7 Ways the World Has Changed Since NAFTA
Growing up in Asia in the 1980s, the daughter of a U.S. foreign service officer, everyone I met wanted a U.S. visa. I could relate. The U.S. meant opportunity, creativity, and freedom. As a result, we coveted American products. You could literally taste the American Dream in a McDonald’s Big Mac. And while I loved China and Taiwan, where my mother is from, I couldn’t wait to get my hands on American goods (Madonna cassettes, neon jelly bracelets, paint splatter leggings — it was the 80’s after all).
In 2003, my sister and I started Hello!Lucky, a business that makes high-quality, hand-crafted letterpress greeting cards. In the last 12 years, we’ve done more than $10M in cumulative sales, opened an office in London, and begun exporting. With Egg Press, our business partner, we employ 26 people and are growing 60% year-over-year.
“NAFTA on steroids.” That’s been the rallying cry of critics of Trade Promotion Authority (TPA) and trade agreements like Trans-Pacific Partnership (TPP). TPA would give the president the ability to present Congress with a trade agreement for a straight up-or-down vote, which gives the U.S. more leverage at the negotiating table. TPP would cut or eliminate tariffs and quotas and set high labor and environmental and labor standards across the twelve countries around the Pacific. Critics claim that TPP, which would only be made possible by TPA, will destroy U.S. jobs by opening high-wage U.S. workers to low-wage foreign competition. They say NAFTA, which removed similar barriers in North America, look like “child’s play.”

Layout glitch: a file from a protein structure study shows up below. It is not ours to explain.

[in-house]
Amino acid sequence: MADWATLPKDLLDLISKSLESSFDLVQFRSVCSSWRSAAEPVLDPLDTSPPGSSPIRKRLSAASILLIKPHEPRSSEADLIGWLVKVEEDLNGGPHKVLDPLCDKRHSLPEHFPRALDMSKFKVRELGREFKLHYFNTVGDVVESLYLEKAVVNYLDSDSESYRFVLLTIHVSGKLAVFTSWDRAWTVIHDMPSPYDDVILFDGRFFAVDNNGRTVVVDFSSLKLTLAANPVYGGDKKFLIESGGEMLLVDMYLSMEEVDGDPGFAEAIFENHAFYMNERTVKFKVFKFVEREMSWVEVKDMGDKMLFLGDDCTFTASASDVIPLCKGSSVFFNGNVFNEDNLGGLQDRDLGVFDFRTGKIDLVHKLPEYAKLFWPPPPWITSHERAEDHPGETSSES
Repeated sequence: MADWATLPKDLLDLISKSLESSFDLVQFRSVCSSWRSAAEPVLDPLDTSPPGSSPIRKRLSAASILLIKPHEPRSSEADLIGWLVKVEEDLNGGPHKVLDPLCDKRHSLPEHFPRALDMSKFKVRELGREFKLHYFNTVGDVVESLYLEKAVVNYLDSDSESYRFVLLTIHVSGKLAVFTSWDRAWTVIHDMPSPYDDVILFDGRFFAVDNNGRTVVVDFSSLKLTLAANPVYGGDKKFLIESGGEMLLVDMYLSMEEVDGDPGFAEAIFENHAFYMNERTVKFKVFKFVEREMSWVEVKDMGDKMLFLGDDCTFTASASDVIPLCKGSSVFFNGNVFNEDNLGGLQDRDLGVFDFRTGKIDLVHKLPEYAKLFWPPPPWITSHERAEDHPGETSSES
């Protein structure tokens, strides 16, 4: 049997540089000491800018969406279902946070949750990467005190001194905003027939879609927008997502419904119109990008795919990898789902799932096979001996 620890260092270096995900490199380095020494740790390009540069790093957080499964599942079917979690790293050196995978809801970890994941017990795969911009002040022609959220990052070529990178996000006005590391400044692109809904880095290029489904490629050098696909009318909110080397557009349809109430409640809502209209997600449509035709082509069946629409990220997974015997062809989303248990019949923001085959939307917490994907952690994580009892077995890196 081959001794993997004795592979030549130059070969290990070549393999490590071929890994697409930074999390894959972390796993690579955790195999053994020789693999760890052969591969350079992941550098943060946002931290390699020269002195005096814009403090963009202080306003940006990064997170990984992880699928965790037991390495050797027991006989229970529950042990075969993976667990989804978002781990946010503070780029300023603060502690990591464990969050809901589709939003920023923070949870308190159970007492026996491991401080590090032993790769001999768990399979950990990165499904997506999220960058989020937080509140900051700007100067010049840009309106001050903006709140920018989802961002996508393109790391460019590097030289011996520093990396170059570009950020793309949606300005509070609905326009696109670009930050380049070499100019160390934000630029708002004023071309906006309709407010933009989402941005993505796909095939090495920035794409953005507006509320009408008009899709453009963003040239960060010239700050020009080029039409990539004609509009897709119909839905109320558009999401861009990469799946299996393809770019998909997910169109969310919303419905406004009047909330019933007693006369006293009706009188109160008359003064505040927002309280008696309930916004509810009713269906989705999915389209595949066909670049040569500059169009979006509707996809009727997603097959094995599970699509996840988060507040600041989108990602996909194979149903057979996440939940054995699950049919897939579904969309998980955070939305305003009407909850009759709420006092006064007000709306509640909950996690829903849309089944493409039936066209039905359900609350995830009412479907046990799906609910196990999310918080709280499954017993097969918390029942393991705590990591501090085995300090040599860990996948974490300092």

Free trade is getting flamed. And why? Because of a trade agreement that happened in 1994, when a smart phone looked like brick.
The world has changed. First and foremost, it’s gotten a lot better for women, small business owners, and local manufacturers. Here are 7 of the ways:
- Mobile technology: In 1994, only the rich had cell phones, and no one had smart phones — least of all in emerging markets. Today, businesses can sell to billions of people globally directly on their phones.
- Entrepreneurship: Back then, if you wanted to start small businesses or be self-employed you had to bust ass and beg for a bank loan. Today, anyone can launch an e-commerce business thanks to marketplaces like Etsy, 99designs, and Upwork. If they need funding, they can raise money from Funding Circle, Kickstarter and Indiegogo (The Economist reports that global crowdfunding raised $16.2 billion last year).
- Women: In 1994, women were just tapping on the glass ceiling. Today, women like Janet Yolen to Angela Merkel are among the world’s top leaders, as Hannah Rosin points out in Men Dither While Women Lead the World. Forget about breaking the ceiling. Women are going around it by starting their own businesses, voicing their opinions on platforms like Medium, and supporting each other on sites like Glassbreakers.co. Plus, women can now simplify the “second shift” of household management with apps like Blue Apron, UrbanSitter, and Task Rabbit.
- Innovation. Global leaders agree that the future of the world economy lies in creativity and innovation, not in the unskilled labor and manufacturing that used to employ America’s middle class. Those jobs are gone, but not because of trade agreements. They’re gone because of the technological progress that’s brought us life-changers like the iPhone, Google, Facebook, and Uber. Americans’ quality of life and access to time to pursue their true callings has skyrocketed since 1994. We lead the world in innovation, and need to seize the day to retain that lead.